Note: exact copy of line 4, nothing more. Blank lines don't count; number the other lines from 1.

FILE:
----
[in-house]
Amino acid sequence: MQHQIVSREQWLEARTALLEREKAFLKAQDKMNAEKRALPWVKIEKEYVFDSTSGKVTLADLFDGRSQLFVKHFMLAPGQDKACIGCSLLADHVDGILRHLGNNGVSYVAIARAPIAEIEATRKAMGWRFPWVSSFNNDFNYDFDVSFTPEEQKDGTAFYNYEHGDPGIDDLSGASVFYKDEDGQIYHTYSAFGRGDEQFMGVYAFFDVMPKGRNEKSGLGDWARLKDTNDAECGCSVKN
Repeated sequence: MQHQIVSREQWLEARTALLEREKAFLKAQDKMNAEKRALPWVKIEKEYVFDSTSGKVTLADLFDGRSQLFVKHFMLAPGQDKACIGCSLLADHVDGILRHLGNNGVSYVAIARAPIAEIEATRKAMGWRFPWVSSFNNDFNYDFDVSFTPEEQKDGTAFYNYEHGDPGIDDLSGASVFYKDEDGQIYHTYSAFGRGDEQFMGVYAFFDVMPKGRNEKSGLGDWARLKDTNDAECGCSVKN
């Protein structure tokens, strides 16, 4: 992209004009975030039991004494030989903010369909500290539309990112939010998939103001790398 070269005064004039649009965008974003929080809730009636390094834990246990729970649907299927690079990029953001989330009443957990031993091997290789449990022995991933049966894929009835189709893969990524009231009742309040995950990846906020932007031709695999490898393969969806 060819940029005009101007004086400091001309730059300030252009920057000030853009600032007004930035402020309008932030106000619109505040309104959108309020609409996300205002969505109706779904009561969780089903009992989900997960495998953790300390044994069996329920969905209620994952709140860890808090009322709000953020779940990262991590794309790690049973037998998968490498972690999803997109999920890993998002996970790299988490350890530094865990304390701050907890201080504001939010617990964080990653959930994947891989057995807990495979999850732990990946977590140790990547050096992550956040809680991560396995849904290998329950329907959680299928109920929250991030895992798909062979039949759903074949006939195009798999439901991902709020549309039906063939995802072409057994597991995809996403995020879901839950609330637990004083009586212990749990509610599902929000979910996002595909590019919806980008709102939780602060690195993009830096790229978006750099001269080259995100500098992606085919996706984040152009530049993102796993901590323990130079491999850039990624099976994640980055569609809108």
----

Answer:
């Protein structure tokens, strides 16, 4: 992209004009975030039991004494030989903010369909500290539309990112939010998939103001790398 070269005064004039649009965008974003929080809730009636390094834990246990729970649907299927690079990029953001989330009443957990031993091997290789449990022995991933049966894929009835189709893969990524009231009742309040995950990846906020932007031709695999490898393969969806 060819940029005009101007004086400091001309730059300030252009920057000030853009600032007004930035402020309008932030106000619109505040309104959108309020609409996300205002969505109706779904009561969780089903009992989900997960495998953790300390044994069996329920969905209620994952709140860890808090009322709000953020779940990262991590794309790690049973037998998968490498972690999803997109999920890993998002996970790299988490350890530094865990304390701050907890201080504001939010617990964080990653959930994947891989057995807990495979999850732990990946977590140790990547050096992550956040809680991560396995849904290998329950329907959680299928109920929250991030895992798909062979039949759903074949006939195009798999439901991902709020549309039906063939995802072409057994597991995809996403995020879901839950609330637990004083009586212990749990509610599902929000979910996002595909590019919806980008709102939780602060690195993009830096790229978006750099001269080259995100500098992606085919996706984040152009530049993102796993901590323990130079491999850039990624099976994640980055569609809108």